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J Agric Food Chem. 1999 May;47(5):1948-55.

Quantification of carotenoid and tocopherol antioxidants in Zea mays.

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Department of Natural Resources and Environmental Sciences, University of Illinois, Urbana 61801, USA.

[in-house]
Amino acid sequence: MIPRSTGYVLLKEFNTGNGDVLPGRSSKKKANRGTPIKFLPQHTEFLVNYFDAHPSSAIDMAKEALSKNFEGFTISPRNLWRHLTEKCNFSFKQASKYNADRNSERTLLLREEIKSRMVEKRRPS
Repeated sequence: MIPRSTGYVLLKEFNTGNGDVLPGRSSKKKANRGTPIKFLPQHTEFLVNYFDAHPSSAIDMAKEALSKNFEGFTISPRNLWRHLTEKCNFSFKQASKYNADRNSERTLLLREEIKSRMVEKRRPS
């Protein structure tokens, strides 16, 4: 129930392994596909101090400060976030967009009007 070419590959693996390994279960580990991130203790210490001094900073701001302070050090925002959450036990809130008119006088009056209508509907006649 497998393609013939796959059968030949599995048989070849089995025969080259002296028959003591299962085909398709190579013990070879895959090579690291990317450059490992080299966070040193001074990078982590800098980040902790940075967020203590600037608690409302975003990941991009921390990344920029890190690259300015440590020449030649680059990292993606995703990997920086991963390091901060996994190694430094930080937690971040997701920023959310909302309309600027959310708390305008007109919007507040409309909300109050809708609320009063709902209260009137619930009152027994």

Recent investigations into carotenoid and tocopherol biological activity in mammalian systems indicate that these antioxidants are associated with the prevention of degenerative diseases. Both carotenoids and tocopherols can be found in corn kernel tissue. A replicated survey of 44 sweet and dent corn lines was conducted to determine qualitative and quantitative variability of lutein, zeaxanthin, beta-cryptoxanthin, alpha-carotene, and beta-carotene, as well as the alpha-, delta-, and gamma- forms of tocopherol. The primary carotenoids in fresh market sweet corn were found to be lutein and zeaxanthin, with the gamma form dominating among the tocopherols. Mean values among the genotypes were observed to range from 0 to 20.0 and 2.4 to 63.3 microg/g dry weight for lutein and gamma-tocopherol, respectively, indicating variability among genotypes in genes regulating the metabolism of these compounds. The observed genetic variability suggests profound differences in potential health promotion among genotypes and supports the feasibility of developing germplasm with enhanced levels of these antioxidant compounds at dosages that could promote health among the consuming public.

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